Special Section on Photonics in the Auditory System

In vivo imaging and low-coherence interferometry of organ of Corti vibration

[+] Author Affiliations
Fangyi Chen

Oregon Health and Science University, Oregon Hearing Research Center, 3181 Southwest Sam Jackson Park Road, NRC04, Portland, Oregon 97239-3098

Niloy Choudhury

Oregon Health and Science University, Biomedical Engineering, CH13B, 3303 Southwest Bond Avenue, Portland, Oregon 97239

Jiefu Zheng, Scott Matthews

Oregon Health and Science University, Oregon Hearing Research Center, 3181 Southwest Sam Jackson Park Road, NRC04, Portland, Oregon 97239-3098

Alfred L. Nutall

Oregon Health and Science University, Oregon Hearing Research Center, 3181 Southwest Sam Jackson Park Road, NRC04, Portland, Oregon 97239-3098 and Oregon Health and Science University, Biomedical Engineering, CH13B, 3303 Southwest Bond Avenue, Portland, Oregon 97239 and The University of Michigan, Kresge Hearing Research Institute, 1301 East Ann Street, Ann Arbor, Michigan 48109-0506 and Shanghai Jiao Tong University, Renji Hospital, Department of Otolaryngology, 1954 Shanghai Huansan Road, Shanghai, China

Steven L. Jacques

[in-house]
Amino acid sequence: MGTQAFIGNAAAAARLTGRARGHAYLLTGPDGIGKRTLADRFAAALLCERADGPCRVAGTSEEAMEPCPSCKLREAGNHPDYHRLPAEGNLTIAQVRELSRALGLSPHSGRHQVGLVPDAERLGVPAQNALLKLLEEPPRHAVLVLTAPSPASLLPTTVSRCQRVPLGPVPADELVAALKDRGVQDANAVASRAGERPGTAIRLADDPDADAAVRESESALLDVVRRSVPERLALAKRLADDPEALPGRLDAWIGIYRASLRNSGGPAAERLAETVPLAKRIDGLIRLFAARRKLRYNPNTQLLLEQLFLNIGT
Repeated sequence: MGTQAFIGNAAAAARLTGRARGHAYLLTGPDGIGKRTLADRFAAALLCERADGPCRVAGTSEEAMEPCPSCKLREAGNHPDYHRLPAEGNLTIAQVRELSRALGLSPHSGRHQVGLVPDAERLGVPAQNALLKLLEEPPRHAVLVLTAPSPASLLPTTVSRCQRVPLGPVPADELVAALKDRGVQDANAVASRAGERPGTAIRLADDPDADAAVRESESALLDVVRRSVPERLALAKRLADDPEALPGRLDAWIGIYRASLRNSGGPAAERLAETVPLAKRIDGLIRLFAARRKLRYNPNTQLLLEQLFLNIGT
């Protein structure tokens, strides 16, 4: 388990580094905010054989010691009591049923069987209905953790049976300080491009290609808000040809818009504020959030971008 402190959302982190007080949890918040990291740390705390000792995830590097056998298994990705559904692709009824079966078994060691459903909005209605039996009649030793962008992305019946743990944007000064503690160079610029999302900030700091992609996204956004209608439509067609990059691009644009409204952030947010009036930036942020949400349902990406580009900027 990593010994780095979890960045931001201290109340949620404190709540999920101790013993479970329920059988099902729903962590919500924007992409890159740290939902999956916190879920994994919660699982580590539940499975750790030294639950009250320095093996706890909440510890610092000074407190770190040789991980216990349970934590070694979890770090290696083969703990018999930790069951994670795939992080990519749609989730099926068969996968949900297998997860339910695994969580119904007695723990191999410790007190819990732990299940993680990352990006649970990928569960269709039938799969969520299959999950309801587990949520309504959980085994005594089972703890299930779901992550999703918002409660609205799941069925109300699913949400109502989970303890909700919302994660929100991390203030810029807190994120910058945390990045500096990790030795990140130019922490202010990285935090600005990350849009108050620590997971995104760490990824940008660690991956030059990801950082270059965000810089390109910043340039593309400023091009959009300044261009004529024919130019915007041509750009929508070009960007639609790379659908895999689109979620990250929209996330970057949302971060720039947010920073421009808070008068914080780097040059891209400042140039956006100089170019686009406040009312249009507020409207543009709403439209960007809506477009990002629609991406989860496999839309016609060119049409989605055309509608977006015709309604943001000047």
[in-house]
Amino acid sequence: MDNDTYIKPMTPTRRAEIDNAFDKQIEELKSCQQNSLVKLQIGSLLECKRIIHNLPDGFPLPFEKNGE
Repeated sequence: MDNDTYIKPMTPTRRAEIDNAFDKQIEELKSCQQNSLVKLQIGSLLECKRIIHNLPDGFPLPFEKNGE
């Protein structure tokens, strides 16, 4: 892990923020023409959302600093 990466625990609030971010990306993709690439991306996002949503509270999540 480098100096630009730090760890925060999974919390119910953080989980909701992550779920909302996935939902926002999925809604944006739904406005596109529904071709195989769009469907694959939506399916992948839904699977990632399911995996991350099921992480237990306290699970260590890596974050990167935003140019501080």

Oregon Health and Science University, Biomedical Engineering, CH13B, 3303 Southwest Bond Avenue, Portland, Oregon 97239 and Oregon Health and Science University, Dermatology, CH13B, 3303 Southwest Bond Avenue, Portland, Oregon 97239

J. Biomed. Opt. 12(2), 021006 (April 12, 2007). doi:10.1117/1.2717134
History: Received June 23, 2006; Revised December 28, 2006; Accepted January 15, 2007; Published April 12, 2007
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An optical coherence tomography (OCT) system is built to acquire in vivo both images and vibration measurements of the organ of Corti of the guinea pig. The organ of Corti is viewed through a 300-μm-diam hole in the bony wall of the cochlea at the scala tympani of the first cochlear turn. In imaging mode, the image is acquired as reflectance R(x,z). In vibration mode, the basilar membrane (BM) or reticular lamina (RL) are selected by the investigator interactively from the R(x,z) image. Under software control, the system moves the scanning mirrors to bring the sensing volume of the measurement to the desired membrane location. In vivo images of the organ of Corti are presented, indicating reflectance signals from the BM, RL, tectorial membrane, and Reissner’s membrane. The tunnel of Corti and the inner sulcus are also visible in the images. Vibrations of ±2 and ±22nm are recorded in the BM in response to low and high sound levels at 14kHz above a noise floor of 0.2nm.

Figures in this Article
© 2007 Society of Photo-Optical Instrumentation Engineers

Citation

Fangyi Chen ; Niloy Choudhury ; Jiefu Zheng ; Scott Matthews ; Alfred L. Nutall, et al.
"In vivo imaging and low-coherence interferometry of organ of Corti vibration", J. Biomed. Opt. 12(2), 021006 (April 12, 2007). ; http://dx.doi.org/10.1117/1.2717134


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